Gambling Left out of EU Services Directive

19 April 2005

Evelyn Gebhardt, the German Socialist rapporteur for the Services Directive (SD) and a member of IMCO (European Parliament committee for the Internal Market and Consumer Protection), today proposed the amendments to the commission's Services Directive Commission in the European Parliament. The report confirms that gambling will be excluded from the SD--a huge setback for cross-border gambling worldwide.

Gebhardt dropped the most controversial element, the so-called "country-of-origin" principle, which would have allowed service providers to sell services in all member states providing they comply with legislation in their country of origin.

Tjeerd Veenstra, the general delegate of the E.U. representation of European Lotteries in Brussels, applauds the move.

"I am very glad that the Rapporteur MEP Mrs. Gebhardt in the first part of her draft report has excluded the gambling services from the proposed Services Directive, Veenstra said. "She also explained yesterday in the European Parliament what the reasons are. She mentioned that in many member states there is already a severe and restrictive law on gambling. It is also known that the benefits of the lottery activities are used for social purposes. Her opinion is that you can not completely liberalize the market without bringing this (social) system in danger. The EP (European Parliament) has to take that into account.

Veenstra said Gebhardt's message is in line with the policy of European Lotteries, but added that that the process is not finished.

We have to wait until the full report has been published, and are looking forward to the debate in the European Parliament," he said. "The conclusions in the first reading are scheduled somewhere in late autumn. So, it is too early yet to come to final conclusions. But I can not deny that I have positive feelings about the ultimate outcome."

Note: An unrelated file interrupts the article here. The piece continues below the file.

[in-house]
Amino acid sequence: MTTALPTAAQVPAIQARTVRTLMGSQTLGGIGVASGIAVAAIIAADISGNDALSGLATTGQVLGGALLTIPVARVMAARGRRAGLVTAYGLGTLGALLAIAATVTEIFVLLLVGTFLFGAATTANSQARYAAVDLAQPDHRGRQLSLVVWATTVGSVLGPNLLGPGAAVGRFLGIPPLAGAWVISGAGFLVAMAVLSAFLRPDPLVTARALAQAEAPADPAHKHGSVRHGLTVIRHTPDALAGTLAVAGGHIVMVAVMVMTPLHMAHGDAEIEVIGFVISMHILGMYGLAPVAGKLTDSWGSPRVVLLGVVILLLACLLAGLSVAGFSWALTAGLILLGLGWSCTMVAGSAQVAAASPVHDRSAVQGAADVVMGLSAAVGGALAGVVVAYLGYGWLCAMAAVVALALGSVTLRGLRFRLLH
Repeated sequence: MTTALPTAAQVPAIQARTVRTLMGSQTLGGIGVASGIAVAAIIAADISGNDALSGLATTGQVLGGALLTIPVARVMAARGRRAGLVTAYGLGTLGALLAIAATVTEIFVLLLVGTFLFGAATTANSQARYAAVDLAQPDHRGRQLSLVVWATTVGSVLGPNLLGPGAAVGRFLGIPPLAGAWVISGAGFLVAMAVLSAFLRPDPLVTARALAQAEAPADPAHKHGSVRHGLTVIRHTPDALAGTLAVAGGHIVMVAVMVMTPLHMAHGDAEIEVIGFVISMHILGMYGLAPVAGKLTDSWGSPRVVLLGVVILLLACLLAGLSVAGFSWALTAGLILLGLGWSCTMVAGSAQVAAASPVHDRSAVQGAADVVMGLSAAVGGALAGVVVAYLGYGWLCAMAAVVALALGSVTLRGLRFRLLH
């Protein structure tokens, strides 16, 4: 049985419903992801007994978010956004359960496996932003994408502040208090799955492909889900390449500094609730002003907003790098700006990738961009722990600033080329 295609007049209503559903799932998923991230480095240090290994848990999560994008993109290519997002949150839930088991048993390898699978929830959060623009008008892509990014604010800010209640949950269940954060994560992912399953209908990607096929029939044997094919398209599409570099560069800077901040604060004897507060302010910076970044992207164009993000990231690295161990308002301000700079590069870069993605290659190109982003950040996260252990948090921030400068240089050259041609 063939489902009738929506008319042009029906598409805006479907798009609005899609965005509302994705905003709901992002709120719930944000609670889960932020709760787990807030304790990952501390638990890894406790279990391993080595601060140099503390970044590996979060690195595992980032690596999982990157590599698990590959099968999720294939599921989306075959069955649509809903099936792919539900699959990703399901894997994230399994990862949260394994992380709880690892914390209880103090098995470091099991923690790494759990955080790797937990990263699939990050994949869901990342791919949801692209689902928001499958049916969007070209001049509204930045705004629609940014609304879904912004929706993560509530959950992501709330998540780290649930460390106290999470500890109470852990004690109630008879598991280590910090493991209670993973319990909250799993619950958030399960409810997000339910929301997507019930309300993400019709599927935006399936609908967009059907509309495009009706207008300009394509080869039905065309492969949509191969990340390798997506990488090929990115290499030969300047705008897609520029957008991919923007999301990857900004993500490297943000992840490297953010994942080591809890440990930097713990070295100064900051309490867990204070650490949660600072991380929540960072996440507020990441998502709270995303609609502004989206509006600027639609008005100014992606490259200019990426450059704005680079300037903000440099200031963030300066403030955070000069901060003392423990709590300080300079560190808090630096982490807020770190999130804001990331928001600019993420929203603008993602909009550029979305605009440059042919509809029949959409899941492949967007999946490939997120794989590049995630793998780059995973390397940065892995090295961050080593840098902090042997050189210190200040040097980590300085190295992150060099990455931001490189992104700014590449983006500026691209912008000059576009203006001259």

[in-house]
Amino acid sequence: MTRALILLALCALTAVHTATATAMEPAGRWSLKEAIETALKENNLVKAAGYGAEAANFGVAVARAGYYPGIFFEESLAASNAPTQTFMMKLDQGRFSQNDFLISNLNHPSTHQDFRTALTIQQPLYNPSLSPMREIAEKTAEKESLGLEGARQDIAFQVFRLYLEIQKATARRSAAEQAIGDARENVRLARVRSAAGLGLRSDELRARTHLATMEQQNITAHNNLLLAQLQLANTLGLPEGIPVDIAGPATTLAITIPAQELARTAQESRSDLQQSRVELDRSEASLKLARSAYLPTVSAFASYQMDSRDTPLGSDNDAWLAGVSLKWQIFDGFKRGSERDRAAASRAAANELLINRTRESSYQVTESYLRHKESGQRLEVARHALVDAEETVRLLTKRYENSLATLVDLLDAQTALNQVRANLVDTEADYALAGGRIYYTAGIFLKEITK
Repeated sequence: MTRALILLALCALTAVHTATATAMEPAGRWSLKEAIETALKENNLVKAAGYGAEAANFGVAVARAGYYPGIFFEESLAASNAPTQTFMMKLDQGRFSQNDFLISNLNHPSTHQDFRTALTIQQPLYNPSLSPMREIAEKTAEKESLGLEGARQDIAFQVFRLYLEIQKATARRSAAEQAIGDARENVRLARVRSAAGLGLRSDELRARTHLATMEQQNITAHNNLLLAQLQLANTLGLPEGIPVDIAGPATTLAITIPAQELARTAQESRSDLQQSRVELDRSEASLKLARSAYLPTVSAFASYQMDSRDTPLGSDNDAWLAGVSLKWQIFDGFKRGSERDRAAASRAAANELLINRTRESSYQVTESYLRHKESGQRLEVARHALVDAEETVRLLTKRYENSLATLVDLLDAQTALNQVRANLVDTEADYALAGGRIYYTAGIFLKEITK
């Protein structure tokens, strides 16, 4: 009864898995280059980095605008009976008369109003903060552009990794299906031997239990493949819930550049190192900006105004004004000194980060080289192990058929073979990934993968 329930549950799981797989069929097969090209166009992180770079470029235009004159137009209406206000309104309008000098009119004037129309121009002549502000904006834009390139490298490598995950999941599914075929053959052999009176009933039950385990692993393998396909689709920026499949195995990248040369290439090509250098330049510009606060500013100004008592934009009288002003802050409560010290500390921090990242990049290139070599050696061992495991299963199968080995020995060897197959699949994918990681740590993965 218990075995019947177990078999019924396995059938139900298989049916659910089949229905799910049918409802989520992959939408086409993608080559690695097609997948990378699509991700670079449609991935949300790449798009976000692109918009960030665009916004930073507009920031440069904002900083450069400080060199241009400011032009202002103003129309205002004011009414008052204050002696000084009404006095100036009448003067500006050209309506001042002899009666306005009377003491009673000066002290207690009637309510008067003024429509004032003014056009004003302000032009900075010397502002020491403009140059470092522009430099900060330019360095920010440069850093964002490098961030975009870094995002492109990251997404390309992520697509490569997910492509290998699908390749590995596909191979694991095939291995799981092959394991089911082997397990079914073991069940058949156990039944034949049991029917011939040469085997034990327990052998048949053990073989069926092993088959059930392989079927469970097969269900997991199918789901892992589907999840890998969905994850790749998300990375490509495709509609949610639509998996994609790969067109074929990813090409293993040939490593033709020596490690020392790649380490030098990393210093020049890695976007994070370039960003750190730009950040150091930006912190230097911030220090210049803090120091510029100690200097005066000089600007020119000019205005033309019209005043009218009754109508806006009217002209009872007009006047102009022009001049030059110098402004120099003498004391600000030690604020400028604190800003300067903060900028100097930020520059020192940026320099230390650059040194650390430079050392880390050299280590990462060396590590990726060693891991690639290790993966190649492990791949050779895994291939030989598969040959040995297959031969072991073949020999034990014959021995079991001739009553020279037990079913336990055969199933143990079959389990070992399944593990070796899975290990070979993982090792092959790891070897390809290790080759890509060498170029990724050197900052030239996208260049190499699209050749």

Conversely, the exclusion of gambling from the SD is a blow to cross-border gambling interests, but Torbjörn Ihre, who oversees external affairs for the European Betting Association, pointed out that nothing has been finalized.

"There is still a number of steps on the way to the full acceptance of amendments by the European Parliament," Ihre said. "But needless to say, this exclusion of gambling makes our lobbying job more difficult. We will have to analyze the arguments for the exclusion before we can make any assessments. The EP will have its first reading of its proposal for amendments in October."

Guenter Verheugen, the European Union's industry commissioner, advised E.U. lawmakers not to hinder the service sector, which is already in an economic slump. The "country-of-origin principle" in the proposal was for many countries, including Germany and France, one step over the border.

Verheugen added, however, "We cannot have an internal market if we don't have mutual recognition."

Even an amended version of the controversial Services Directive, which aims to liberalize trade in services between the 25 member states, would not enter into force before 2010.

Rob van der Gaast has a background in sports journalism. He worked for over seven years as the head of sports for Dutch National Radio and has developed new concepts for the TV and the gambling industry. Now he operates from Istanbul as an independent gambling research analyst. He specializes in European gambling matters and in privatizations of gambling operators. Rob has contributed to IGN since Jul 09, 2001.